Were you there when they crucified my Lord?
Sung by Williard White (CD: Copland - Old American Songs - Chandos)

Lux aurumque - Eric Whitacre
Sung by the Eric Whitacre Singers (CD: Light and Gold - Decca)

The Lamb - John Tavener
Sung by Tenebrae (CD: Allegri Miserere - Signum)

Baptist minister Richard Littledale presents a personal reflection for Good Friday.

20200410The cross is a place and a moment of isolation – on ‘A green hill far away’. At the same time, it stands close to the heart of every Christian believer and community. With worshipping communities scattered, and communal worship impossible – Baptist minister the Revd Richard Littledale asks whether the cross stands further from us or closer to us in current circumstances. Neil McGregor has been enthralled by Salvador Dali’s depiction of the cross since he was a boy. As Director of the National Gallery, he would bring the painting to London as a key element of the Seeing Salvation exhibition, but he believes it speaks into every context even especially our current isolation. Richard also speaks to a medic on the front line of treating the COVID 19 infection and asks, when sickness, and even death loom larger to all of us, whether they think the cross seems closer to us or further away? Producer: Andrew Earis.

Music

There is a green hill far away (from St John Passion) - Bob Chilcott
Sung by St Martin’s Voices (BBC recording)

Crucifixus - Lotti
Sung by Tenebrae (CD: Allegri Miserere - Signum)

Libera me from Faure’s Requiem
Sung by Sir Thomas Allen and the Academy of St Martin in the Fields (CD: Faure Requiem - Classic FM The Full Works)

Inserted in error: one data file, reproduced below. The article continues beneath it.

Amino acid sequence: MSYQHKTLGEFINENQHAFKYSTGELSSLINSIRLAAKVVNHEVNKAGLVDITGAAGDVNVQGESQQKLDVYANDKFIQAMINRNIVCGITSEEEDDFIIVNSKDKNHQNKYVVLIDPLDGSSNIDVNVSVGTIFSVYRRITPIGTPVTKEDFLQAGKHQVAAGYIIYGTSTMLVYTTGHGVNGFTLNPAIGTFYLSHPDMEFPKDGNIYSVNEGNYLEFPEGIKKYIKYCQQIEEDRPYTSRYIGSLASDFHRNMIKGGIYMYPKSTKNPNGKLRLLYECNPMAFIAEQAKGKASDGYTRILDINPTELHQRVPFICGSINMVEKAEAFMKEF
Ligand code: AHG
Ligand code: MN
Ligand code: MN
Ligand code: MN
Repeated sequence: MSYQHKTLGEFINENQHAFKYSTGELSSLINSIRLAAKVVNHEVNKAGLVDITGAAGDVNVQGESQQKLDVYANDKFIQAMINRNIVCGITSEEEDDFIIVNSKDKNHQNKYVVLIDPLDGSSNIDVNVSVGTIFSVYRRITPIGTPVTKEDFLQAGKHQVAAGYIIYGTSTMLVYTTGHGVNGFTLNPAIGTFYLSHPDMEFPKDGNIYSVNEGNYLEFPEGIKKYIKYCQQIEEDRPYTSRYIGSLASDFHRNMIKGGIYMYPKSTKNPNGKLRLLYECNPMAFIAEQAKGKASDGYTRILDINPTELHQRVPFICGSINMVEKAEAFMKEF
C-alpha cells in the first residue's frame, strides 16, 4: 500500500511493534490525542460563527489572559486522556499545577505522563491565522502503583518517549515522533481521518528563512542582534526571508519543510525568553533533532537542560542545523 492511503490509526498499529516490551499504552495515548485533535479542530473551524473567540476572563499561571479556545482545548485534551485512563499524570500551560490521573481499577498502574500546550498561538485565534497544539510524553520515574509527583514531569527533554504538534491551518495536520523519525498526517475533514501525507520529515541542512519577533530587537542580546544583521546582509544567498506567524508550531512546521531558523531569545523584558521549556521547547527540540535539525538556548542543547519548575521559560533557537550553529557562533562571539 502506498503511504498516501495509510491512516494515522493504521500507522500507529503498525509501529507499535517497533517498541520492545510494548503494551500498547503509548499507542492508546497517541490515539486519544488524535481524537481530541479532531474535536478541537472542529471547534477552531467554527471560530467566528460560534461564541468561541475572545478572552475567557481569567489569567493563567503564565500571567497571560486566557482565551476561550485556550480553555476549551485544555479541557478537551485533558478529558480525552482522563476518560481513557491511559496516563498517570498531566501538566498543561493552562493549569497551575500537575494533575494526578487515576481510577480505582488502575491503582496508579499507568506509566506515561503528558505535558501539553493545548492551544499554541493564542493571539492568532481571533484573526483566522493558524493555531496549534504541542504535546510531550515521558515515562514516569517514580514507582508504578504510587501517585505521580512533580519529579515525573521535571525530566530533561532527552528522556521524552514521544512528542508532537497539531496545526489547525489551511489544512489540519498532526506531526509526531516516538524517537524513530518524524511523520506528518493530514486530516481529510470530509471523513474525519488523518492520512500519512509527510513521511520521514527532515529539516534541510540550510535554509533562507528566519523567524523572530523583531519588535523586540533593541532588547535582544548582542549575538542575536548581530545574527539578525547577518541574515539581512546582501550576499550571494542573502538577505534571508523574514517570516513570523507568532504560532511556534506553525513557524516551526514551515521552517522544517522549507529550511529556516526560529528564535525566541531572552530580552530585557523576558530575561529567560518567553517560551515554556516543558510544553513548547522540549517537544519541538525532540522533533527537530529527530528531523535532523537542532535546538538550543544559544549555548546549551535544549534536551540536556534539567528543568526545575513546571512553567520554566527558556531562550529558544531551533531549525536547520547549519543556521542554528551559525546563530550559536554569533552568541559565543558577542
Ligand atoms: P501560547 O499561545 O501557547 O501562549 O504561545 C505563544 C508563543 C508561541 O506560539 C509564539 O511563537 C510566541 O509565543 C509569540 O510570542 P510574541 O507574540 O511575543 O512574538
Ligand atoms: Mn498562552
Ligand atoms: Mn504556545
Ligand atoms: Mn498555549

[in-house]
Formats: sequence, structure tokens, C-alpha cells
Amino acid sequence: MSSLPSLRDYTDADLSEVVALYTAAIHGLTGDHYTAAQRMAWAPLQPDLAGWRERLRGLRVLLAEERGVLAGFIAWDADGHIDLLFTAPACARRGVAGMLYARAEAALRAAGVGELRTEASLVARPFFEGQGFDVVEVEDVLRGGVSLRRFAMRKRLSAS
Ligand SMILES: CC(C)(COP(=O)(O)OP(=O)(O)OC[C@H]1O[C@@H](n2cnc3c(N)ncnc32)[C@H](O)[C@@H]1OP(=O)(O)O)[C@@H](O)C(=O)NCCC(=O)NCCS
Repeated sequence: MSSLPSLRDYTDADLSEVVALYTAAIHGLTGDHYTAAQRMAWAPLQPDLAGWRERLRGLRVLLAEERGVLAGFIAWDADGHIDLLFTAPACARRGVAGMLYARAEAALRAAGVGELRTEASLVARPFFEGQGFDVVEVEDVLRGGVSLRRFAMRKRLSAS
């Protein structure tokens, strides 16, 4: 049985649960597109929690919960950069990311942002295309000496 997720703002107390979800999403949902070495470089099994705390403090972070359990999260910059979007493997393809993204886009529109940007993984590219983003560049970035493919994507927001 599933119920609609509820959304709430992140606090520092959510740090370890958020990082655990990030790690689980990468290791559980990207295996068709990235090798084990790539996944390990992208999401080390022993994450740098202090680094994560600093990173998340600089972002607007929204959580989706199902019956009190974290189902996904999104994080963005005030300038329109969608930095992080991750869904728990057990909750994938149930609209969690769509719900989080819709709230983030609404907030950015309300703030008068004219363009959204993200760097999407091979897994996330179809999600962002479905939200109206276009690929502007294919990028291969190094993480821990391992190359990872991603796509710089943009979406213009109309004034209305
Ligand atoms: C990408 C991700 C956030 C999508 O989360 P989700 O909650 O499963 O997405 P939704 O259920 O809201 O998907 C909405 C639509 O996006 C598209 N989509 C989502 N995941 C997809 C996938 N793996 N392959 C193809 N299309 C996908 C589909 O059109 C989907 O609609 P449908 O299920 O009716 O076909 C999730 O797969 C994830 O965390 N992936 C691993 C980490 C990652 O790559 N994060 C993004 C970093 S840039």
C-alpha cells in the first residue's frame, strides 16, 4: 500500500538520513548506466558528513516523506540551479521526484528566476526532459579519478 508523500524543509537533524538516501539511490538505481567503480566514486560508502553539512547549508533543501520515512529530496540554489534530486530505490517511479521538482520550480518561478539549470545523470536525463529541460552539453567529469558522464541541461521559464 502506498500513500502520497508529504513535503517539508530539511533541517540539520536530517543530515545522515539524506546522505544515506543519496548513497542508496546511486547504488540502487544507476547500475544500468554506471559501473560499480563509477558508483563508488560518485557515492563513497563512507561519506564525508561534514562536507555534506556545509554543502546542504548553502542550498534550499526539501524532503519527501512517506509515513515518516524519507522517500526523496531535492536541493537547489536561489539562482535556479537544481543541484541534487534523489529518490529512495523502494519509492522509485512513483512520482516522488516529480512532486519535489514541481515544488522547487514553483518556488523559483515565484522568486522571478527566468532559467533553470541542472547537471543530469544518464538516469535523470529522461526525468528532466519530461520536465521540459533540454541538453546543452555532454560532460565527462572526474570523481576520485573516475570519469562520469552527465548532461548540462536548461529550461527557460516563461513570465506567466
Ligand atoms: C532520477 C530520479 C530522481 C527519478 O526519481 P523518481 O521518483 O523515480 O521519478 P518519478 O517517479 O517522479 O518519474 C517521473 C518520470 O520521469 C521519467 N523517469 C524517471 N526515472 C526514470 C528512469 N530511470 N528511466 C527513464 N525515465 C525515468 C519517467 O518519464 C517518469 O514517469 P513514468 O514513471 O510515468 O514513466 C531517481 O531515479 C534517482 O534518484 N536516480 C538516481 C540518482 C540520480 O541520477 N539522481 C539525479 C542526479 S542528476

Were you there when they crucified my Lord?
Sung by Williard White (CD: Copland - Old American Songs - Chandos)

Lux aurumque - Eric Whitacre
Sung by the Eric Whitacre Singers (CD: Light and Gold - Decca)

The Lamb - John Tavener
Sung by Tenebrae (CD: Allegri Miserere - Signum)

Baptist minister Richard Littledale presents a personal reflection for Good Friday.

Baptist minister the Revd Richard Littledale presents a personal reflection for Good Friday. Richard considers why Christians see beauty and love in an instrument of torture central to their faith – the cross. Richard meets artists and commentators whose work has been much affected by this iconic Christian imagery. Historian Iszi Lawrence finds the cross a challenging image which nonetheless has influenced the whole iconography of Western art. Neil McGregor has been enthralled by Salvador Dali’s depiction of the cross since he was a boy. Producer: Andrew Earis.

Genome: [r4 Bd=19950414]with Rt Rev Patrick Kelly , Bishop of Salford
Genome: [r4 Bd=19950414] Unknown: Patrick Kelly